Hedge Funds Gobbling Up Facebook After Dreadful Q2 Earnings Report

November 15, 2012 James Heinsman Hedge Fund News

Andreas Halvorsen of Viking Global Management

Facebook, the exceedingly popular social media platform, is being bought up by a few top hedge fund stock pickers after shares of the company lost 32 percent of their value in just one week. Although Facebook has not had trouble enlarging its user base steadily over the years, translating that popularity into a solid source of revenue for stockholders has been elusive since the company went public earlier this year.

The opening price for Facebook when it went public this past May was an apparently too high $38 a share, which soon dropped to about $30 just after a few months of trading. But the most severe loss for Facebook shares came on July 26, when the company reported an extreme slowdown in revenue growth. The problem was compounded by the fact that Facebook did not offer financial forecasts which could have assuaged the fears investors had about their ability to increase advertising growth.

Within a week of that report the share price dropped 32 percent, reaching an all-time low price of $17.73 on September 4. Since that date Facebook has been slowly recovering, and some of the biggest names in hedge fund management have been purchasing shares in large numbers.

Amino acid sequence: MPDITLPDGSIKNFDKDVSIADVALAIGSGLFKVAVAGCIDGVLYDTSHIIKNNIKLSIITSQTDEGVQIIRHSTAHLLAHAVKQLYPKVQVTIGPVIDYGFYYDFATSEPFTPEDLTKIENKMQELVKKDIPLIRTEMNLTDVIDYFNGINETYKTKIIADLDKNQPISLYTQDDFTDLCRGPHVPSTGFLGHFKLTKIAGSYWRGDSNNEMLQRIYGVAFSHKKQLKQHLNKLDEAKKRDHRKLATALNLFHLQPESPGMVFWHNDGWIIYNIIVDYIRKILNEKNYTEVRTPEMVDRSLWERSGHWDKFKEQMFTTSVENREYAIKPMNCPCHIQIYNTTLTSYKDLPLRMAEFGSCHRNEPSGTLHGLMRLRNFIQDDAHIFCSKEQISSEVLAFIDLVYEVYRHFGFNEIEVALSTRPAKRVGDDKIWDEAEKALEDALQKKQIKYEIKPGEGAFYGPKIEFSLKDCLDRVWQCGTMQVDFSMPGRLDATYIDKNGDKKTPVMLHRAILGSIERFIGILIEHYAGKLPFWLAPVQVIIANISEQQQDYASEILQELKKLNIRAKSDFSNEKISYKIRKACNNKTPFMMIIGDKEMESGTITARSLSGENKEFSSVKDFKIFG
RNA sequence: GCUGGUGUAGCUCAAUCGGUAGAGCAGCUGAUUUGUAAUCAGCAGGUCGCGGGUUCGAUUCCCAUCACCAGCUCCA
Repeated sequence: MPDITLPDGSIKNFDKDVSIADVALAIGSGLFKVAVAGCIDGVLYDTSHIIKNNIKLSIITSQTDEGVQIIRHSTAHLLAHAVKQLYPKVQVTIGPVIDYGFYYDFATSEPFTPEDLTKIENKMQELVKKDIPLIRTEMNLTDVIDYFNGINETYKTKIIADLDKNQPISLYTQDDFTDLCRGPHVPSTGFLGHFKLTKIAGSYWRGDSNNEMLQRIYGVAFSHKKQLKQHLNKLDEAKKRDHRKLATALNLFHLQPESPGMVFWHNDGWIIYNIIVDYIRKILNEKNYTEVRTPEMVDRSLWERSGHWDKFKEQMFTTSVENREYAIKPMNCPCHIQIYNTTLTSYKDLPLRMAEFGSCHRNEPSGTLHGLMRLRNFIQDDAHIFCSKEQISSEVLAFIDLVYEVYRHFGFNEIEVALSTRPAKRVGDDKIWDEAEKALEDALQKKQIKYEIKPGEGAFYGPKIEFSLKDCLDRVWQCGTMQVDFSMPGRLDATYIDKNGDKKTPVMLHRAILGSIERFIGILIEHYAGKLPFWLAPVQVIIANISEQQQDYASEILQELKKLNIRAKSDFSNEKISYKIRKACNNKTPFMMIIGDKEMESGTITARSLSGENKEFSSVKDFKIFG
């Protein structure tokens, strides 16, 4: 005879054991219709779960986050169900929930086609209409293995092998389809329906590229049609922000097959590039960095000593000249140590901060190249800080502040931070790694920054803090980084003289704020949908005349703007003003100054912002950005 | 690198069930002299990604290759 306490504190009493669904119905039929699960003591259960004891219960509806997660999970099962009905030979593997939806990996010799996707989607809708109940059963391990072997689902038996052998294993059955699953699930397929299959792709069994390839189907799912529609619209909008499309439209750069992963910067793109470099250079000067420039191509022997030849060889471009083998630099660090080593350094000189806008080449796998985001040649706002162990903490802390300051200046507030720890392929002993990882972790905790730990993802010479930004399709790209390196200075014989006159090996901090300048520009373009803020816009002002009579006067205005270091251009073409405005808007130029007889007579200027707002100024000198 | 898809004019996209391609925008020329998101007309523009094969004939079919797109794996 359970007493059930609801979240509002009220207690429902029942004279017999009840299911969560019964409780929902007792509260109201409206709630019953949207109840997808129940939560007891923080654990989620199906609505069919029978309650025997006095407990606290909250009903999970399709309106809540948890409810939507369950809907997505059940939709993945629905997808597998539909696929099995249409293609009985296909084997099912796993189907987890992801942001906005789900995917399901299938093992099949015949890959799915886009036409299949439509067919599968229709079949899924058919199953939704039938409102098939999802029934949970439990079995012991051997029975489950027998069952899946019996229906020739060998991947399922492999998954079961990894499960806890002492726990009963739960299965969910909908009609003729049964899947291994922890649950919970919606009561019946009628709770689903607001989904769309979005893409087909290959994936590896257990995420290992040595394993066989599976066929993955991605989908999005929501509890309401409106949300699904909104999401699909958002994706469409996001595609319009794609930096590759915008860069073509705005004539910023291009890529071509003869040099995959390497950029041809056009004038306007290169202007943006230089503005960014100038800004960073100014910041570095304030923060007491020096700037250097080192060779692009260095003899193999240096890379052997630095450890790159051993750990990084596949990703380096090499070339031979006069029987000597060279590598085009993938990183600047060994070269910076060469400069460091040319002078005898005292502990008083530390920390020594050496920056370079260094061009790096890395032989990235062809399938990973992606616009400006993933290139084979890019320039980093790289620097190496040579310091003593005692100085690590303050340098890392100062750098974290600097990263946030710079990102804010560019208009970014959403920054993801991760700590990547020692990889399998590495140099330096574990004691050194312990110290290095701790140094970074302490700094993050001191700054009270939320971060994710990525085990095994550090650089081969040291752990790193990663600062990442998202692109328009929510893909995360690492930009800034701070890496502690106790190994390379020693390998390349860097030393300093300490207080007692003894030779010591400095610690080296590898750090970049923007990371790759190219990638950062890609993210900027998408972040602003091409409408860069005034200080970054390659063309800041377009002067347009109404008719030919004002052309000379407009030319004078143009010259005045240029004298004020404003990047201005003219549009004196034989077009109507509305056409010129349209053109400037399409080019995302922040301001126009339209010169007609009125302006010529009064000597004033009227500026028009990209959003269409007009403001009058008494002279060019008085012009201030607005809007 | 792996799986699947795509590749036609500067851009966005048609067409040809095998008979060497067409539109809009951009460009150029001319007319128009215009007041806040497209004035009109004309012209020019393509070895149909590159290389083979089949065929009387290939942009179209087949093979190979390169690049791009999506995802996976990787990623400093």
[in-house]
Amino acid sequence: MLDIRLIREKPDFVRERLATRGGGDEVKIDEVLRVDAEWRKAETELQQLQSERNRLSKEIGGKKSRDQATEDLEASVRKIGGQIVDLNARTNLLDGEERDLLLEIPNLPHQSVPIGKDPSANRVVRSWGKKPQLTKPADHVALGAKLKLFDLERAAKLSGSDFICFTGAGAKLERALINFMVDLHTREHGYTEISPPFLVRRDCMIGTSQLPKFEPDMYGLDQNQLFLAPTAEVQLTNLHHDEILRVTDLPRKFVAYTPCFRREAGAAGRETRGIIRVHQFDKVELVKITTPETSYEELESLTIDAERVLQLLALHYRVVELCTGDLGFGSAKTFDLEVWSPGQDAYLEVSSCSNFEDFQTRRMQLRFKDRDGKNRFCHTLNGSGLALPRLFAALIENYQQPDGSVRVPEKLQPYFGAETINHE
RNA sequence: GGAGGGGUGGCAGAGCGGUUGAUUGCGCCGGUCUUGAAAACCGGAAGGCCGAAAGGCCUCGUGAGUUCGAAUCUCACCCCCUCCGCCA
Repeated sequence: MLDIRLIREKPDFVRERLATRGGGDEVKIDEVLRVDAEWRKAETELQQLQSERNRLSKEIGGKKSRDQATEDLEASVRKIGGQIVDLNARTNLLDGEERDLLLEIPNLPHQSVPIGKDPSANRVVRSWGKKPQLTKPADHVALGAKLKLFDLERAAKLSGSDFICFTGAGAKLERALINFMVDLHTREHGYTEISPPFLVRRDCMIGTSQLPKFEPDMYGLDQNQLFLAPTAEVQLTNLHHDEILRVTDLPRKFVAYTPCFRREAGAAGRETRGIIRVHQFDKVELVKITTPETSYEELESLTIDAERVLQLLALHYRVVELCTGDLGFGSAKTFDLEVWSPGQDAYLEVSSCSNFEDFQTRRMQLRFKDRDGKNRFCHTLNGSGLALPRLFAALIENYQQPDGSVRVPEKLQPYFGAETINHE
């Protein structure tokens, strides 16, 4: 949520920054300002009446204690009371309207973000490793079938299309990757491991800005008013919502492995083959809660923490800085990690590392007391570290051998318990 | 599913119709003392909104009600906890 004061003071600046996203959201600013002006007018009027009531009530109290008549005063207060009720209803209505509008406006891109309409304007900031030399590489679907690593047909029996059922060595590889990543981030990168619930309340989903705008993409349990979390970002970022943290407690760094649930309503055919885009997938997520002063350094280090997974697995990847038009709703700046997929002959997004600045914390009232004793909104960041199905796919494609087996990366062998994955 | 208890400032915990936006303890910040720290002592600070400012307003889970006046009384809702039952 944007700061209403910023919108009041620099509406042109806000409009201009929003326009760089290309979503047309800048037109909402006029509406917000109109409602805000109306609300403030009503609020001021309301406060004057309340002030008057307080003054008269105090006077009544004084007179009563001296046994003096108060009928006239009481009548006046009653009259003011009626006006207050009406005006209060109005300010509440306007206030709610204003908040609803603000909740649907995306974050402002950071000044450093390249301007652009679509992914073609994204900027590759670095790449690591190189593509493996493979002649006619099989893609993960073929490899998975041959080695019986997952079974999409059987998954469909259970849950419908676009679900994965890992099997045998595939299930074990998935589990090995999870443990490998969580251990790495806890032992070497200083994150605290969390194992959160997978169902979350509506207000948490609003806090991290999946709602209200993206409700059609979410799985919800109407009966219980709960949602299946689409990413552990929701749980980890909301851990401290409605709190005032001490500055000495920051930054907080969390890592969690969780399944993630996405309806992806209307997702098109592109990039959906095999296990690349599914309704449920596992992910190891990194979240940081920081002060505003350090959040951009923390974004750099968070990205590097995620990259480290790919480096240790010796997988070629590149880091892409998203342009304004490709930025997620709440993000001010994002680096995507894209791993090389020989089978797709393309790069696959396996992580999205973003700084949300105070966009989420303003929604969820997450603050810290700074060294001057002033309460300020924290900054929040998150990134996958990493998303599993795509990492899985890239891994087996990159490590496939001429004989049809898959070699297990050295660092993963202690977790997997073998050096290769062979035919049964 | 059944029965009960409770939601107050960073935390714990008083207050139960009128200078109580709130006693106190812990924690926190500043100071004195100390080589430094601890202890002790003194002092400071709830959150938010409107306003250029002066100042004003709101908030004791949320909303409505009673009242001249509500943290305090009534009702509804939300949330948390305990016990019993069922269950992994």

Andreas Halvorsen of Viking Global Management got interested and bought 4.1 million shares during the third quarter. Phillippe Laffont’s Coatue Management purchased 1.4 million shares. Tiger Global also took the plunge, increasing their position from only 2 million shares three months ago to a cool 11.7 million shares. Tiger Consumer Management is now in control of 1.8 million shares.

The interest in Facebook seems to be helping. On Wednesday the stock leapt up by 13 percent to close at $22.36. Traders were relieved to see that expiring trade restrictions on a giant block of shares did not trigger an instant explosion of insider selling.

Andreas Halvorsen, Coatue Management, Facebook, Phillippe Laffont, Tiger Consumer Management,

Comments are currently closed.

Powered by WordPress. Designed by elogi.